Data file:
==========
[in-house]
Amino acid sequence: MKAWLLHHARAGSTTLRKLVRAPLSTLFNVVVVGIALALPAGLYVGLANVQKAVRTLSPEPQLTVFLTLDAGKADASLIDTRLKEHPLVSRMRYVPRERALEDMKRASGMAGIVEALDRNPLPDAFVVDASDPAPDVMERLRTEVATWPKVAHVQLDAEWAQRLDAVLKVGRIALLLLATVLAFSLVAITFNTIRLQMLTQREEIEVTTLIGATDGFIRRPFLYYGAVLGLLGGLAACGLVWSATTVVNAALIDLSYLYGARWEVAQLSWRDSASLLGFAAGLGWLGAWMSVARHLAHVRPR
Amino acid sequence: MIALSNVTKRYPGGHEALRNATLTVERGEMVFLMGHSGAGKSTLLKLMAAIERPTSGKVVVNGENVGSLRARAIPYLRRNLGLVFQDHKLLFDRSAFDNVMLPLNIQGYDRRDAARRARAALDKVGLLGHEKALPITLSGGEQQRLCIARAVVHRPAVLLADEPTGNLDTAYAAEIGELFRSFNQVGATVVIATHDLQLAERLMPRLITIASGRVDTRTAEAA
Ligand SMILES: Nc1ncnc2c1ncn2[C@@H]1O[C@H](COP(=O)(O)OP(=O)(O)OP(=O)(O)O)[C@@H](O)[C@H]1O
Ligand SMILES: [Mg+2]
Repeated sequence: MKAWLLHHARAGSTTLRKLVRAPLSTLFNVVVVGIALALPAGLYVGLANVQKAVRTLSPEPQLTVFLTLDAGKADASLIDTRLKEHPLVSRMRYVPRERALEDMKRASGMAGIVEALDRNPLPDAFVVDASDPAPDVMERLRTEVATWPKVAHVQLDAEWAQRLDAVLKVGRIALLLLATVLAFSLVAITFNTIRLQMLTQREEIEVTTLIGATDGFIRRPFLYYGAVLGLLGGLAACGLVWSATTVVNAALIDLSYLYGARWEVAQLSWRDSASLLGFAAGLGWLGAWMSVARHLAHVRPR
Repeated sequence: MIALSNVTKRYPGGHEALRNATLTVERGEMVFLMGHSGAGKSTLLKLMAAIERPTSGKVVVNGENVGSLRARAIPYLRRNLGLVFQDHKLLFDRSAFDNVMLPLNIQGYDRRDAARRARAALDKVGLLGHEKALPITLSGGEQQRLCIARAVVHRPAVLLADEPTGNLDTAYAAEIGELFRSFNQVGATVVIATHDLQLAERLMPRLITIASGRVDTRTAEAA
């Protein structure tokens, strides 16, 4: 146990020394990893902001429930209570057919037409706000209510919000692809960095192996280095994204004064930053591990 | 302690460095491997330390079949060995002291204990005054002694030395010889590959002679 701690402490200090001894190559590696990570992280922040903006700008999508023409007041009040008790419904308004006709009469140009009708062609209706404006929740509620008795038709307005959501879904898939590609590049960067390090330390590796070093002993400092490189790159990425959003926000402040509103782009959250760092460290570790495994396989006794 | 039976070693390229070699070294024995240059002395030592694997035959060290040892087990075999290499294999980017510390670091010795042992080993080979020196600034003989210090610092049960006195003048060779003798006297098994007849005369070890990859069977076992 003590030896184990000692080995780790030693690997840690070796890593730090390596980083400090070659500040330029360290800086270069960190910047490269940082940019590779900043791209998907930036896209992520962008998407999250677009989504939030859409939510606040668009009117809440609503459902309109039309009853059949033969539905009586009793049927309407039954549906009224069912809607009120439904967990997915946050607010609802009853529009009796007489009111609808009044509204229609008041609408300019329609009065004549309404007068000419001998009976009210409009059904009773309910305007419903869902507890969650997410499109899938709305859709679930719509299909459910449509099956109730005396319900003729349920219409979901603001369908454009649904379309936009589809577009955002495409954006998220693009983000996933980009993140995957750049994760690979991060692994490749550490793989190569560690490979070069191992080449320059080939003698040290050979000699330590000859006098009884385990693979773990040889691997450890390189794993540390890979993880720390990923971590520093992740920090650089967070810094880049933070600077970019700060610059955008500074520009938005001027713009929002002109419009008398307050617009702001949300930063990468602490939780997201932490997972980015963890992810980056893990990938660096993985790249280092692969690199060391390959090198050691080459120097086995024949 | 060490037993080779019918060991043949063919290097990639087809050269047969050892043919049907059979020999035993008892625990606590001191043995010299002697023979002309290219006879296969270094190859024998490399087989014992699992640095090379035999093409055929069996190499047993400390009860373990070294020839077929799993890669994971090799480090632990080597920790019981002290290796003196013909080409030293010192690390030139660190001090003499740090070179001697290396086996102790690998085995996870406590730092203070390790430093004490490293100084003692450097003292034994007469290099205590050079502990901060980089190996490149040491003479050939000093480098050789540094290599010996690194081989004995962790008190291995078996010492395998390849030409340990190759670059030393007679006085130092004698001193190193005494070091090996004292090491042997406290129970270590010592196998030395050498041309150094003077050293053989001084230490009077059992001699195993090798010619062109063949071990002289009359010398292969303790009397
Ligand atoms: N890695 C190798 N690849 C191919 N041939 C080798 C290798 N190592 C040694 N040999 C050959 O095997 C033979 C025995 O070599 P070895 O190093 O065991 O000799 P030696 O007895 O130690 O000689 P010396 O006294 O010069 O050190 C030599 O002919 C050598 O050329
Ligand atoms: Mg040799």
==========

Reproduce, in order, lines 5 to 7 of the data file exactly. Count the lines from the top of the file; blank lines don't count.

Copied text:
Ligand SMILES: [Mg+2]
Repeated sequence: MKAWLLHHARAGSTTLRKLVRAPLSTLFNVVVVGIALALPAGLYVGLANVQKAVRTLSPEPQLTVFLTLDAGKADASLIDTRLKEHPLVSRMRYVPRERALEDMKRASGMAGIVEALDRNPLPDAFVVDASDPAPDVMERLRTEVATWPKVAHVQLDAEWAQRLDAVLKVGRIALLLLATVLAFSLVAITFNTIRLQMLTQREEIEVTTLIGATDGFIRRPFLYYGAVLGLLGGLAACGLVWSATTVVNAALIDLSYLYGARWEVAQLSWRDSASLLGFAAGLGWLGAWMSVARHLAHVRPR
Repeated sequence: MIALSNVTKRYPGGHEALRNATLTVERGEMVFLMGHSGAGKSTLLKLMAAIERPTSGKVVVNGENVGSLRARAIPYLRRNLGLVFQDHKLLFDRSAFDNVMLPLNIQGYDRRDAARRARAALDKVGLLGHEKALPITLSGGEQQRLCIARAVVHRPAVLLADEPTGNLDTAYAAEIGELFRSFNQVGATVVIATHDLQLAERLMPRLITIASGRVDTRTAEAA